Streetwise for Friday, July 20, 2018
It is interesting or sad, depending on your perspective, to watch how investors react to daily market fluctuations, especially those of the negative variety. How quickly the bravado exhibited during a rising market evaporates. Consider the consternation shown over the tariffs issue that sent the markets sliding downward. Suddenly everyone wanted to exit stage left.
What so many seem to forget, or simply leave out of the equation, is that in the finality of it all subjective human judgment must carry the day. That a carefully selected universe of companies could produce both exemplary earnings and a continuing stream of rising dividends that will effectively stand up to a modest economic downturn, is lost in the weeds.
Always remember that while there is no substitute for human judgment, the human intellect will never be completely immune to the negative influence and ignorance of others.
While there is no dearth of investors who claim otherwise, they are vulnerable to a curse of their own making. A curse that is just as deadly, that of unrealistic expectations. Those obtuse expectations often hide such illusionary notions as an unrealistic degree of hope, wishful thinking, and perhaps a prayer or two.
Frequently those who are dissatisfied or disappointed because their desires for wealth were dashed on the rocks of reality, comment that Wall Street is merely Las Vegas in pin stripped suits.
No, that is simply not true. While some speculative activities could be viewed as a sophisticated form of gambling, investing is not. The definitive reason is that investing revolves around a combination of common sense, research and patience.
Too often investors are tempted to fold their tent due to the Street’s seemingly never ending aberrant behavior. While some is of the Street’s own making, a significant portion can be attributable to the opaque decisions and subsequent actions of the corporate world.
The specter of the unknown can be a driving force that strips away all logic, making rationality impossible. As a result, investors often fall victim to such investment aberrations as Ponzi schemes, investing beyond their skill level, or simply finding themselves imbued with poor financial advice.
Therefore, it is of little wonder that so many look in askance at the idea of investing on Wall Street. Further complicating the issue is that among working adults, about a third have little or no savings. A quarter of those working adults have no savings for retirement. One in five believes they will never be able to retire.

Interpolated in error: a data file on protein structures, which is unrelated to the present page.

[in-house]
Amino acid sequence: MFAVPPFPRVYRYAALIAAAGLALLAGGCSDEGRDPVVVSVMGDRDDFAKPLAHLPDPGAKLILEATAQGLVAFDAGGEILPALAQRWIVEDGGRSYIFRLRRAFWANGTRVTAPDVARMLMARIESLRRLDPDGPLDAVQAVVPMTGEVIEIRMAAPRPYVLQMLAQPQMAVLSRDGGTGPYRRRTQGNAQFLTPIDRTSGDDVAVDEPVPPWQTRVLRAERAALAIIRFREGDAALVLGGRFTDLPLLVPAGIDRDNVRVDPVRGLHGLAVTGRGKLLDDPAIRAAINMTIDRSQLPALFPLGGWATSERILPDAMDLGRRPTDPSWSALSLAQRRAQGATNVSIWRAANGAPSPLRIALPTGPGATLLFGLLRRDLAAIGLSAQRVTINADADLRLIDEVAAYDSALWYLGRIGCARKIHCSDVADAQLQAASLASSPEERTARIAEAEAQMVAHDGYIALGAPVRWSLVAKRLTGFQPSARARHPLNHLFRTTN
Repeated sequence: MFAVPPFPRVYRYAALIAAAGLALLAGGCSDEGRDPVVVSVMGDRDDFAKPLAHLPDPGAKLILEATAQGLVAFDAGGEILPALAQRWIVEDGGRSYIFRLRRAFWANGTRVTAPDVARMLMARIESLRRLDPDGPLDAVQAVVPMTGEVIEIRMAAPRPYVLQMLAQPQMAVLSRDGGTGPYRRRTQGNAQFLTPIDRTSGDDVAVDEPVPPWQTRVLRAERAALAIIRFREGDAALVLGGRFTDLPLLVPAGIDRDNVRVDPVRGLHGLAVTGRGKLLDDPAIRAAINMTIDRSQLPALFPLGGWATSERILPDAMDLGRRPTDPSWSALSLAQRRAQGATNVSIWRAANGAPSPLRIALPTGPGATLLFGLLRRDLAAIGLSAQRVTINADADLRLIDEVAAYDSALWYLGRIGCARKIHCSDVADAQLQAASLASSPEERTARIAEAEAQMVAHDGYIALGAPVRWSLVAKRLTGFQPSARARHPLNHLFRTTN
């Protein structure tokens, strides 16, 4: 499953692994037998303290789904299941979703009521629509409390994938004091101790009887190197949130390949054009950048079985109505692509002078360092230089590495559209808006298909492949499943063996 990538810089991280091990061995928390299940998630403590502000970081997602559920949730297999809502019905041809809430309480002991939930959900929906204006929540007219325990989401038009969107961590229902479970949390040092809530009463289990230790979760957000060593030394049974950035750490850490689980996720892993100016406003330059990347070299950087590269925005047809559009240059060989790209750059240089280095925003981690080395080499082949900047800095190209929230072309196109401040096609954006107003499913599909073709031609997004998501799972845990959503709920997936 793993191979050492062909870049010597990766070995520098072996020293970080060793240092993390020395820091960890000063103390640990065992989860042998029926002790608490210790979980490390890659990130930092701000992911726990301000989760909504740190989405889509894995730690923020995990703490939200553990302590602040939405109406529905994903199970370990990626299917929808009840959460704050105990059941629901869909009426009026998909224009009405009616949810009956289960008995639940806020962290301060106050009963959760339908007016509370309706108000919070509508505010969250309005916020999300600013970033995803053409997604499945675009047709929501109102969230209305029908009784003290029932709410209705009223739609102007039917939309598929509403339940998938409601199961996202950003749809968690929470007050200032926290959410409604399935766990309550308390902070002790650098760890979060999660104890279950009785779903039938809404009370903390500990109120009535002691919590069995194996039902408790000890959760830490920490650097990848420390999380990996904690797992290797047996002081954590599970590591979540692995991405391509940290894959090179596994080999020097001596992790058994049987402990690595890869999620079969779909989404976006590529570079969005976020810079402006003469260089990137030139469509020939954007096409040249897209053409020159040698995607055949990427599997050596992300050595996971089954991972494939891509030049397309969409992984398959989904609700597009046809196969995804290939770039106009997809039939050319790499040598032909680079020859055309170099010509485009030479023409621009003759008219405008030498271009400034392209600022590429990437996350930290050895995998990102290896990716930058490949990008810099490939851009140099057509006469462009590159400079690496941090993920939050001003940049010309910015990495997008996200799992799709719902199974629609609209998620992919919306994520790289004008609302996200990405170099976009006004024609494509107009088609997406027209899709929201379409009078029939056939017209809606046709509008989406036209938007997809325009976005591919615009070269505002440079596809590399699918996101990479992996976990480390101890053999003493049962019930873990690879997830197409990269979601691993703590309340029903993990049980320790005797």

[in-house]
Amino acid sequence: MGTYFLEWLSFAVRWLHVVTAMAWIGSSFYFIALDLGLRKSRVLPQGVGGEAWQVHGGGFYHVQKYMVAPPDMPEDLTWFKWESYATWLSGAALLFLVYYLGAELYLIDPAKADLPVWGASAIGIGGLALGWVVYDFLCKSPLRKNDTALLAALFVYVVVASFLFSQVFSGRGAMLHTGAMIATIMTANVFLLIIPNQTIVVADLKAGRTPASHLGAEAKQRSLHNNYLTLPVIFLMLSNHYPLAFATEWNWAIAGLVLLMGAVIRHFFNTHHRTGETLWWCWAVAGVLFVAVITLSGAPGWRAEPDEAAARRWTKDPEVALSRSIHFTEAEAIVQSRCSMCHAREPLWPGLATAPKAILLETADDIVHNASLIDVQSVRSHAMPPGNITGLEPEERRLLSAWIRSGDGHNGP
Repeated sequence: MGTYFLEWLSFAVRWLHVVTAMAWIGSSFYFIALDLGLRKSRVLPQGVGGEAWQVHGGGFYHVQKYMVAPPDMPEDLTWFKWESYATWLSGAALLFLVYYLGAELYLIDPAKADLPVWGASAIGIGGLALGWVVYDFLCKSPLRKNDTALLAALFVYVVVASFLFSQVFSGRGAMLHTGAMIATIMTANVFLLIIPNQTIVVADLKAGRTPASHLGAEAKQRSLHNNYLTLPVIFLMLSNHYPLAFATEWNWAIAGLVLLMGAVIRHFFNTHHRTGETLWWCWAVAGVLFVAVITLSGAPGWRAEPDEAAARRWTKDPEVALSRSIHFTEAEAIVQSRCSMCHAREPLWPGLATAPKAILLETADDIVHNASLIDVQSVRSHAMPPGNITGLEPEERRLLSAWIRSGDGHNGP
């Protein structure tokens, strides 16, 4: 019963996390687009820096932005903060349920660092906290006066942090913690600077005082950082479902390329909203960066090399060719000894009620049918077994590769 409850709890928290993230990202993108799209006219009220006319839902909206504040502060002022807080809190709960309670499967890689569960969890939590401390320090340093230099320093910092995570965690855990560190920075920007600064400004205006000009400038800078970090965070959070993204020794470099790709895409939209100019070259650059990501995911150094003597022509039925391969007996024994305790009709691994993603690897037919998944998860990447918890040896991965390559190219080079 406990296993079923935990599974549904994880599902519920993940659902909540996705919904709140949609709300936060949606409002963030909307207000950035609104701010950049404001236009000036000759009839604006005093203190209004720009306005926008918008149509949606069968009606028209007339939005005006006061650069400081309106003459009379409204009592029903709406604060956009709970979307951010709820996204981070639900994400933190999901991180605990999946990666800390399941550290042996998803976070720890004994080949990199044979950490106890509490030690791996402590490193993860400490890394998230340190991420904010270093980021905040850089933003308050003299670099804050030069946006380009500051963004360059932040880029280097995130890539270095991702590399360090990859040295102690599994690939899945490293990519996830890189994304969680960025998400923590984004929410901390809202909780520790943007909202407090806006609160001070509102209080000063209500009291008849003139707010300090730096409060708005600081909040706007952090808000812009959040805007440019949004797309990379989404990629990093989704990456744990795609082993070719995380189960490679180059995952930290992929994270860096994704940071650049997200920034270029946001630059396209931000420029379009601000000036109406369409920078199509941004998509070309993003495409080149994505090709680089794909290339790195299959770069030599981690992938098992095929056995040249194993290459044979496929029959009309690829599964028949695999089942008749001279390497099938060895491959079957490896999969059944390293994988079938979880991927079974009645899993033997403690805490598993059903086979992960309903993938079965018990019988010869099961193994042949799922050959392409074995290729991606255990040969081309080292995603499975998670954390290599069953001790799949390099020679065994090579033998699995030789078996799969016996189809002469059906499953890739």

Greeting jobs at Wal-Mart should not become a sought-after form of employment. However, if you really want to put off retirement until you can “call in dead,” then forego building a portfolio of quality dividend paying stocks.
And if you subscribe to the Pollyanna expectation that simply holding a passive or indexed portfolio will save your bacon then there is trouble in the Land of Oz.
As powerful as compounding is, it can be destroyed by the failure to accept short-term price aberrations. Volatility is never a reason to abandon your portfolio and exit stage left. Rely instead on the precept of investment quality to guide you through the precariousness of Wall Street.
Intelligent investing can counteract the symptoms of never being able to retire. Yet, there will always be those optimists who assume that one day their below average income will exceed their above average spending. Great, we call it the ostrich approach. That lack of foresight also lends itself well to the work-until-you-die lifestyle. Do you want Wal-Mart’s apply-by-phone number?
Oh, while you are deciding about the need for starting or adding to an investment program, keep in mind that the upper range estimate of out-of-pocket medical expenses in retirement for a 65-year-old couple is $235,000 to $376,000.
Those figures double for a couple with above average prescription needs and only Medicare and Medicare supplements. You might want to think about buying a larger piggy bank.
Lauren Rudd is a financial writer and columnist. You can write to him at LVERudd@aol.com. Phone calls accepted between 9 AM and 3 PM at (941) 706-3449. For back columns please go to www.RuddInternational.com.